While researching product management lifecycle frameworks, I made an interesting and significant discovery. None of them are really up to date nor relevant to today’s markets.
I looked in depth at the frameworks from AIPMM, Pragmatic Marketing, Blackblot, Adaptive Marketing and the 280 Group. I am uniquely qualified to evaluate these frameworks since I have had personal experience with each–either by teaching or taking the classes from all of them.
While each has its own set of strengths and weaknesses, they all suffer from:
- Digital Transformation: Changes caused by digital technology are not reflected.
- Customer Journey: Product managers and product marketing managers have to be concerned with the entire customer journey–not just bits and pieces.
- Agile: A real integration of Agile product management is needed. Most briefly cover agile as a form of product development, but it is typically just bolted onto an existing waterfall framework or ignored it completely.
- Innovation: Generally, it’s only cursorily mentioned in the product description or requirements documents. Odd. So does that mean the product manager has nothing to do with innovation even though most authors of the frameworks say the product manager is the “voice of the customer”?
- Social Media: Not mentioned even though in the past five years, it is the fastest and become the most important part of the marketing mix. Not only to get the message out but to also to monitor what the market is saying about your product. This is a huge fail.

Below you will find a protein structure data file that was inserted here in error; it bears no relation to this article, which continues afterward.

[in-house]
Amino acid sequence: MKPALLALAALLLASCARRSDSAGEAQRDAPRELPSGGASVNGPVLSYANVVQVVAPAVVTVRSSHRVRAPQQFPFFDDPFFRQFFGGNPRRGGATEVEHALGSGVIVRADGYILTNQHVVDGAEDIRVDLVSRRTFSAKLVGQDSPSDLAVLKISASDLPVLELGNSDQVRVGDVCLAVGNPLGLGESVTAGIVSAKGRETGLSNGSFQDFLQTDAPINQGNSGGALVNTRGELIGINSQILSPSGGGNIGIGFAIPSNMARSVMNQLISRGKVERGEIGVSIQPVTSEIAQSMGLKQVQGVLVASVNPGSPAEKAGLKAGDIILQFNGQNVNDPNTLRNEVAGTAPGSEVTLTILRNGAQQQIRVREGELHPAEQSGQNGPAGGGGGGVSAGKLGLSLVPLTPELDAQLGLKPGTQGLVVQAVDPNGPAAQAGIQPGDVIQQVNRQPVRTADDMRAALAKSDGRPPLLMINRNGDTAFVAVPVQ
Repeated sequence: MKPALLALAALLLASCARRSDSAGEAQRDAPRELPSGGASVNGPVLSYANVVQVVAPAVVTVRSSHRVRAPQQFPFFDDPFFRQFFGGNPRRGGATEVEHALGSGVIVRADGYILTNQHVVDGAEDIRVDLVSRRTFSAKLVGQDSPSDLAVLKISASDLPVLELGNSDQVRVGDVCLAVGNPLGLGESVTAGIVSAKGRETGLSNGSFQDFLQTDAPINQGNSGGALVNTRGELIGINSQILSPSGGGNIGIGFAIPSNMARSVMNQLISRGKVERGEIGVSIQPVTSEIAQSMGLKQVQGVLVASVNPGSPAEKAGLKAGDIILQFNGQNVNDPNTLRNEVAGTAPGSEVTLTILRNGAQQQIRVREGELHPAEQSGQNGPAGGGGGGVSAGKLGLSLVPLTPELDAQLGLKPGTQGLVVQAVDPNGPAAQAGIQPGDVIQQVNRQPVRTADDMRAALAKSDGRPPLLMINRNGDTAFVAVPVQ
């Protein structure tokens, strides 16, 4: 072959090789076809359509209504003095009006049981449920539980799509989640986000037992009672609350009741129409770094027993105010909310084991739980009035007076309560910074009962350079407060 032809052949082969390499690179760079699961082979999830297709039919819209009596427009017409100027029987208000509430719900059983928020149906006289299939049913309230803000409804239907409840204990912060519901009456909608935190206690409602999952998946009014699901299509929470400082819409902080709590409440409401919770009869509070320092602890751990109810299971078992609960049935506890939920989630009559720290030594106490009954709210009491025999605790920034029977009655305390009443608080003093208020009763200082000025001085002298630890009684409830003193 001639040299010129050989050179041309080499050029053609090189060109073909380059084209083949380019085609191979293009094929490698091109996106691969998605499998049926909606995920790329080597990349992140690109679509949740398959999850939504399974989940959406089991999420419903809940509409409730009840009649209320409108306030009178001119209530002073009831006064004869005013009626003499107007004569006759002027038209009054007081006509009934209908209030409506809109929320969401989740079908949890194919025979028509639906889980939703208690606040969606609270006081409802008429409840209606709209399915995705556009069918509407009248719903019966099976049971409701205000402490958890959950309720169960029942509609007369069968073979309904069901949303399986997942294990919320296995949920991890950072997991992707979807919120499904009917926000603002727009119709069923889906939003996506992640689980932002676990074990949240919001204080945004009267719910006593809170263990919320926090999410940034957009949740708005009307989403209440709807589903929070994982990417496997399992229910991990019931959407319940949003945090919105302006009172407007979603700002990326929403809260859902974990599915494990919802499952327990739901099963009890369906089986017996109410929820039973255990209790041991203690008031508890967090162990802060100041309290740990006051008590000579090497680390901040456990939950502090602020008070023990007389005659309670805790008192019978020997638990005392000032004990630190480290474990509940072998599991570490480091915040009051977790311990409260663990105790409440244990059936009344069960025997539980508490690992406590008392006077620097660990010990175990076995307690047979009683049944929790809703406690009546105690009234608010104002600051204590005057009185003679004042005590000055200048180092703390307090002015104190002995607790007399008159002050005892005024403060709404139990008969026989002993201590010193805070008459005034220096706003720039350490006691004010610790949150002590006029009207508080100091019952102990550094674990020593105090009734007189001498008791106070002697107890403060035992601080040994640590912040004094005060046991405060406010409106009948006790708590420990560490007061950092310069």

- Messaging: It is derived from the value propositions by persona and positioning which incorporates your competitive and market research.
- End of Life: Many companies ignore maintaining customer loyalty when they bring a product to its end of life.
- Operations: Support/Service/Training: Many companies fail to plan for customer support, service and the training of them and the channel.
Many of the reasons why products fail is a direct result of the limitations of the frameworks being used and promoted. Failed frameworks = Failed products. It’s as simple as that. I will talk more on those issues in future blogs.
Part of the reason these frameworks are flawed is the background and experience of the folks who put them together. Many are just plain lazy. Quite often, one framework is merely a copy of another. In fact, two “current” frameworks actually date back to the 1990s–way before there was any consideration of the eight factors listed above. What several have published publicly as innovative do not reflect any current improvements in process or procedures. One framework strongly reflects the authors’ experience at a company which ultimately failed. How is that helpful? Most are neither “complete” nor “optimal” (beware of false advertising). Furthermore, the most studied framework reflects nearly 3 years of work from nearly 60 people. Sounds good, right? Unfortunately, it, too, misses the mark since, for the most part, the eight factors for success are largely ignored.
Clearly, it is time to adopt a new framework–one designed for success. I drafted such a framework and have been using it for over the past two years to train several hundred product managers either in person, online or on demand. The results have been nothing short of outstanding! You can see the on-demand courses at